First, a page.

In the Daulia case, Goff L J stated obiter: ‘Whilst I think the true view of a unilateral contract must in general be that the offeror is entitled to require full performance of the condition which he has imposed and short of that he is not bound, that must be subject to one important qualification, which stems from the fact that there must be an implied obligation on the part of the offeror not to prevent the condition becoming satisfied, which obligation it seems to me must arise as soon as the offeree starts to perform. Until then the offeror can revoke the whole thing, but once the offeree has embarked on performance it is too late for the offeror to revoke his offer. ’
Termination of offer by lapse of time If an offer is open for a specific length of time, acceptance will not be valid after the date has passed. If no time is specified then the offer will normally only be held to be open for a reasonable amount of time. A case in point is Ramsgate Victoria Hotel Co v Montefiore 1866.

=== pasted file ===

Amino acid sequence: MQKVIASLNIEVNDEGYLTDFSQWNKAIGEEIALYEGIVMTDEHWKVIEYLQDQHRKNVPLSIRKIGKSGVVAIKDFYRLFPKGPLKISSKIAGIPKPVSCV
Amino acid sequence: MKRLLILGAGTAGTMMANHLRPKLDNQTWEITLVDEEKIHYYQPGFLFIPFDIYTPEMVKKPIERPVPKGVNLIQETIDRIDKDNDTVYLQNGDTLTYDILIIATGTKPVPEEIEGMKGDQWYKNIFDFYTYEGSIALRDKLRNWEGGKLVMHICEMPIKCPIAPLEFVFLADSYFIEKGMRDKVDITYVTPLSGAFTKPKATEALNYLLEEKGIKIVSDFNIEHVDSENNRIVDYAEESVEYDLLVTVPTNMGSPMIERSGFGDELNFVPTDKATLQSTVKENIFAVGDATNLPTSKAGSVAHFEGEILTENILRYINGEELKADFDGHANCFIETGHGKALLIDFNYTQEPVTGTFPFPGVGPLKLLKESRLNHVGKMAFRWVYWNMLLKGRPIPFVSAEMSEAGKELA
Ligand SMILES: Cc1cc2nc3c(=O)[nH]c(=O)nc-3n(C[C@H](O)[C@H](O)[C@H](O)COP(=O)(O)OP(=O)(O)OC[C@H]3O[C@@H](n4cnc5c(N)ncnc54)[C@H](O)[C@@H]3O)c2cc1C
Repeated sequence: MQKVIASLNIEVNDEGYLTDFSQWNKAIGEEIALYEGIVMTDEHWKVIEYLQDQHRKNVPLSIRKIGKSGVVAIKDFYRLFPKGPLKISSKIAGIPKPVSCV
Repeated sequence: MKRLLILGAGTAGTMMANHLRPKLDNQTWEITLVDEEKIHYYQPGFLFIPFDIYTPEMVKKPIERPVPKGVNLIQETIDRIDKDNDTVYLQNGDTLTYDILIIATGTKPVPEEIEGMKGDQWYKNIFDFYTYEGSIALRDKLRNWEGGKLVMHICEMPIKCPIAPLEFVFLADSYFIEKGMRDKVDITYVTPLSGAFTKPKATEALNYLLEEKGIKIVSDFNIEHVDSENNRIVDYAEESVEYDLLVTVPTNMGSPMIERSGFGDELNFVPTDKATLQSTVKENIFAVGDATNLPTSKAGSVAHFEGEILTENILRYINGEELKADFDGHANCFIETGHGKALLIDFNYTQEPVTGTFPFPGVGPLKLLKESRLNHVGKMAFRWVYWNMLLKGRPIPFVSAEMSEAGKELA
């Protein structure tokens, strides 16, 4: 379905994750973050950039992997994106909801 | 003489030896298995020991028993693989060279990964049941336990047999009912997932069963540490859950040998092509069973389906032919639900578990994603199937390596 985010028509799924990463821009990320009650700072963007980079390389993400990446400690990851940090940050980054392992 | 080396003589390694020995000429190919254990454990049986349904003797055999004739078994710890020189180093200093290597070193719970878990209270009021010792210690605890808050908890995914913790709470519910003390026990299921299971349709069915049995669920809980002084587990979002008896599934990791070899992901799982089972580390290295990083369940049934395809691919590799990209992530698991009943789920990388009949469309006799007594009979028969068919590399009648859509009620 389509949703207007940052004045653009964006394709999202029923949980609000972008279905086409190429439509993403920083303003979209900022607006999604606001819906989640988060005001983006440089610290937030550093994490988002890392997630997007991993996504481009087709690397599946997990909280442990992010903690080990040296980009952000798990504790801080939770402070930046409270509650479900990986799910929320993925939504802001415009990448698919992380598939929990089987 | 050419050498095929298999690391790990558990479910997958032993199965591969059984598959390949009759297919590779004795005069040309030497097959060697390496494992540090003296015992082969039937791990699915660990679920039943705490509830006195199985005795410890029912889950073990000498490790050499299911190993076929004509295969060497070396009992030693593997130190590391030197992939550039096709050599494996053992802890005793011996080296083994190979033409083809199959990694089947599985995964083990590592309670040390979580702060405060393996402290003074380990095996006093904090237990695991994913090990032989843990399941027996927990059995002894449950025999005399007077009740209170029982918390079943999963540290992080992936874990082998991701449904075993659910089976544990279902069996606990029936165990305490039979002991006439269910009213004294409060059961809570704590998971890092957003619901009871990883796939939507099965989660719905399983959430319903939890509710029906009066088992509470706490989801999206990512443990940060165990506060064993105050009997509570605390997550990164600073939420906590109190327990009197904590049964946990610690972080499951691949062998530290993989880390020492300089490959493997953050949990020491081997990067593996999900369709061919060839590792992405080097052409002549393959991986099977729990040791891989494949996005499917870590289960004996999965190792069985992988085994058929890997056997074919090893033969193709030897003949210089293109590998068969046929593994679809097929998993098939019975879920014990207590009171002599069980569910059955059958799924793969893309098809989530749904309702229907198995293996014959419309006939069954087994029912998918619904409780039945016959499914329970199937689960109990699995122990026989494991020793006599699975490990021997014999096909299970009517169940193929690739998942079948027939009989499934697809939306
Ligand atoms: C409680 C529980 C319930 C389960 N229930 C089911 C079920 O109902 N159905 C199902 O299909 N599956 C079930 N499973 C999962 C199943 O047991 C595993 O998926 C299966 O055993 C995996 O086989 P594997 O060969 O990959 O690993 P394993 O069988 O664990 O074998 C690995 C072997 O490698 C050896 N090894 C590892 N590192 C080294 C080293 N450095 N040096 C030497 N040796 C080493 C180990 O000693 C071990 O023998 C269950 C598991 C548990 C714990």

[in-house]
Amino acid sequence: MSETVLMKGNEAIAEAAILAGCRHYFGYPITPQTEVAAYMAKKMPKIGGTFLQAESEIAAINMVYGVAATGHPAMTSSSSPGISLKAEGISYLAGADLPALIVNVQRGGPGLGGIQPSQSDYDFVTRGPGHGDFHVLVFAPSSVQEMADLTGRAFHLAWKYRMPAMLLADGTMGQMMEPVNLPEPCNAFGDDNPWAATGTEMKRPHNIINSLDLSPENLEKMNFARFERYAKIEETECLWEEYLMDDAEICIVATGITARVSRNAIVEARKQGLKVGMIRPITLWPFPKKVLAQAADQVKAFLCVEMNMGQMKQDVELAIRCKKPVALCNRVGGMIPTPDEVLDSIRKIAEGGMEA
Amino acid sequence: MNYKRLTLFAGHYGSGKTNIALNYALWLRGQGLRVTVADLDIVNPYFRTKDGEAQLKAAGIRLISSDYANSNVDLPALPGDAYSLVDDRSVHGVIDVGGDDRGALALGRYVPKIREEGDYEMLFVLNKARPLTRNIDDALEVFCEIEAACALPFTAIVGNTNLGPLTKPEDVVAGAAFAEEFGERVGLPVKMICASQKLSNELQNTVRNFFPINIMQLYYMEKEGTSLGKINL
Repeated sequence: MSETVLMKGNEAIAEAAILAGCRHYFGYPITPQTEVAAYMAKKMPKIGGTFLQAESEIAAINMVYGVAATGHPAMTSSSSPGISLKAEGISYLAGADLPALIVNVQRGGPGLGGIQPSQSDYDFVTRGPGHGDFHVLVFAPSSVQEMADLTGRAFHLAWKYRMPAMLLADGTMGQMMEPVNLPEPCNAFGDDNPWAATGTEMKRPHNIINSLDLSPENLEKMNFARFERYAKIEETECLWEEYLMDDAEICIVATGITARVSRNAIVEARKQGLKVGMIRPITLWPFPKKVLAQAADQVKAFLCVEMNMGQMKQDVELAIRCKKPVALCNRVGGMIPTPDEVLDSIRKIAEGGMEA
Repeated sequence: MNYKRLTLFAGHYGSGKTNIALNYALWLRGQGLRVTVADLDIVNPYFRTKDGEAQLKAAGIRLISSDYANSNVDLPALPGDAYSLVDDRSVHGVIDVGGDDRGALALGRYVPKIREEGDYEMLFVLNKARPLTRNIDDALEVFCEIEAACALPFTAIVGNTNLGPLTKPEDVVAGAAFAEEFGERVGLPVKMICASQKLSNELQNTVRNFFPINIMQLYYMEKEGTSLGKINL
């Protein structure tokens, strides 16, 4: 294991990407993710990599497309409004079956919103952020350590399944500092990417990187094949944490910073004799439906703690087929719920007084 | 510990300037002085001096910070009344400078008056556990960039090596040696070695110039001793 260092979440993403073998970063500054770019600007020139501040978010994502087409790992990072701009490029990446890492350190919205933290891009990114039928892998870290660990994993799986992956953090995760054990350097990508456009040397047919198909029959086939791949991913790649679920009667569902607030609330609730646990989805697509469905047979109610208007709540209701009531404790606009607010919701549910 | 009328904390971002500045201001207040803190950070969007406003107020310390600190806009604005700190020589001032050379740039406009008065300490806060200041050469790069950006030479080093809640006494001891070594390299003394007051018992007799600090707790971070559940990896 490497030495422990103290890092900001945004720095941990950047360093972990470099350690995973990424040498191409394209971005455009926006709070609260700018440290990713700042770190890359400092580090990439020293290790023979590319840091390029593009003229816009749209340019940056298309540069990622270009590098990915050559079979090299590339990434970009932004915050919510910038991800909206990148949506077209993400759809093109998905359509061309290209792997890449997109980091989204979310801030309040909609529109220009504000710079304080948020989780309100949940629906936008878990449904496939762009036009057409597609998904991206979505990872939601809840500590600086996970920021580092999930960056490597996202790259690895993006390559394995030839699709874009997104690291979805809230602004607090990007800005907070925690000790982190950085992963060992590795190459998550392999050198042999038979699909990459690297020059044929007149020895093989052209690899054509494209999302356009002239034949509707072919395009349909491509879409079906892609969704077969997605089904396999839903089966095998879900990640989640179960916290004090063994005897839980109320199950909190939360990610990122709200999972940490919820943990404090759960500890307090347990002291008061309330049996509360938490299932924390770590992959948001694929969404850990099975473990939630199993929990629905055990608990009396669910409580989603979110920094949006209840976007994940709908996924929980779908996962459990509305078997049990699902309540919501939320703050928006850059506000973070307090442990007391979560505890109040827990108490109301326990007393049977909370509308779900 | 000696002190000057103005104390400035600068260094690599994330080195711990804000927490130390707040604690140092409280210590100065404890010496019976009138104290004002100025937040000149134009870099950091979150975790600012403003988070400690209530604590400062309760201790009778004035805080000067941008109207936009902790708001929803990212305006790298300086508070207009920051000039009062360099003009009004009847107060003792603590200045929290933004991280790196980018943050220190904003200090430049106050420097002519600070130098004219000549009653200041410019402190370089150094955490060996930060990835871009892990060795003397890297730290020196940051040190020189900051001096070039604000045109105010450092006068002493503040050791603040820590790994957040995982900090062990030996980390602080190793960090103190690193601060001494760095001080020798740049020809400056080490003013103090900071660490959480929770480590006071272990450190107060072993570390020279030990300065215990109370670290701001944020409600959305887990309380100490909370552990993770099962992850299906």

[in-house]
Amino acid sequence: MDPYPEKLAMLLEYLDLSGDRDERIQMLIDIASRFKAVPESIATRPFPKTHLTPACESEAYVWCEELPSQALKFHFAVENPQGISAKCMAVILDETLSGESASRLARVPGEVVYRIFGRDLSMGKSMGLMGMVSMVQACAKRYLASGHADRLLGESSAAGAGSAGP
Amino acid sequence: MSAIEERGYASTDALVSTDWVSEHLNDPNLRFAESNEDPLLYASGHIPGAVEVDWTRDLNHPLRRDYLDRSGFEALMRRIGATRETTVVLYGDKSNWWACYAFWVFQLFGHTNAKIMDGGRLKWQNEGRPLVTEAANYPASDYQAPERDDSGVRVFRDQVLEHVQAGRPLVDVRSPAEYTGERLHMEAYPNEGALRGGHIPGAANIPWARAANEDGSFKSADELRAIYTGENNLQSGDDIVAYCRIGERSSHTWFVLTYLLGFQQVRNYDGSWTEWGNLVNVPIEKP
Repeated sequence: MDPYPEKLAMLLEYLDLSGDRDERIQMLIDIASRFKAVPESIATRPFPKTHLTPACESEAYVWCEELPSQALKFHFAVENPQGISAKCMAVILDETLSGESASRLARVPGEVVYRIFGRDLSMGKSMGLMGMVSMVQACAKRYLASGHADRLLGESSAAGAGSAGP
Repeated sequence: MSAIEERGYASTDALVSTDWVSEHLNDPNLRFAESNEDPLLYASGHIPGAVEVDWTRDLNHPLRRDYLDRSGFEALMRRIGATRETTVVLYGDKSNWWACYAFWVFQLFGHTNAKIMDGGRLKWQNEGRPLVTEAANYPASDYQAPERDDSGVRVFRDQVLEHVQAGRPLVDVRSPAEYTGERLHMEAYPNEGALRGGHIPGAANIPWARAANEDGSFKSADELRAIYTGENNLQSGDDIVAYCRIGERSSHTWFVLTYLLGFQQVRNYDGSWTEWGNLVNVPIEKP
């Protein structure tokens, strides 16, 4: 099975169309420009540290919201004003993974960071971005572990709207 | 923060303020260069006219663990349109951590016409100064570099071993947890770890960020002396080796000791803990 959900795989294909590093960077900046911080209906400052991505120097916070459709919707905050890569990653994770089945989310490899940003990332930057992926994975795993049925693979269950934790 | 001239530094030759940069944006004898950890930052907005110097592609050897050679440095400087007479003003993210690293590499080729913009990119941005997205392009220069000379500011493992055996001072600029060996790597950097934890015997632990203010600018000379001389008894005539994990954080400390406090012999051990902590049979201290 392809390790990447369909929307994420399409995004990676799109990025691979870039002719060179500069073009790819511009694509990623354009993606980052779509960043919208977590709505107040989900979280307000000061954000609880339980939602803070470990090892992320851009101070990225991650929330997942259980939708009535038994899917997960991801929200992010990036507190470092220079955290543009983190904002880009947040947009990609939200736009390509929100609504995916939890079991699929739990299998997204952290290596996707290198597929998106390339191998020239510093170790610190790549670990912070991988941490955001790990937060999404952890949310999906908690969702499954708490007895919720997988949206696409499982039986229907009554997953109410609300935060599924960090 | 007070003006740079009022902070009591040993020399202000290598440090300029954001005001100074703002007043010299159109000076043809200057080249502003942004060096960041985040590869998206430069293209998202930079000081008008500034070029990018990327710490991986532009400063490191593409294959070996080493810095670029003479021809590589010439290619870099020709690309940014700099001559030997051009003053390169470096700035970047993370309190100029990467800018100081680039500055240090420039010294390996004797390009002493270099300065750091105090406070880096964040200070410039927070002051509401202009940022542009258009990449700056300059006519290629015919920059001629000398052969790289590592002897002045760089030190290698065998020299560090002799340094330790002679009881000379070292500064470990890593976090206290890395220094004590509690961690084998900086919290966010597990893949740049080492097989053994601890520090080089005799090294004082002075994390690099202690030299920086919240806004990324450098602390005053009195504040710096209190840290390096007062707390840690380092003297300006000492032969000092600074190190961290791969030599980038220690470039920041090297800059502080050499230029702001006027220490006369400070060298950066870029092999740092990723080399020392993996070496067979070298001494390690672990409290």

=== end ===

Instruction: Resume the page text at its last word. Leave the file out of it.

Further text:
The death of the offeror may not revoke an offer. If the contract can be performed by the deceased’s estate, then death may not revoke it. But, if the contract can only be performed by the deceased personally, then death obviously revokes the contract. If the offeree dies before acceptance, then usually there is no contract unless the offeree’s estate can perform the contract.
Intention to Create Legal Relations How do the courts determine which agreements demonstrating offer and acceptance are actually ‘enforceable’ in the courts? The two tests of enforceability are Intention to Create Legal Relations (ITCLR) and Consideration. Here we deal with ITCLR.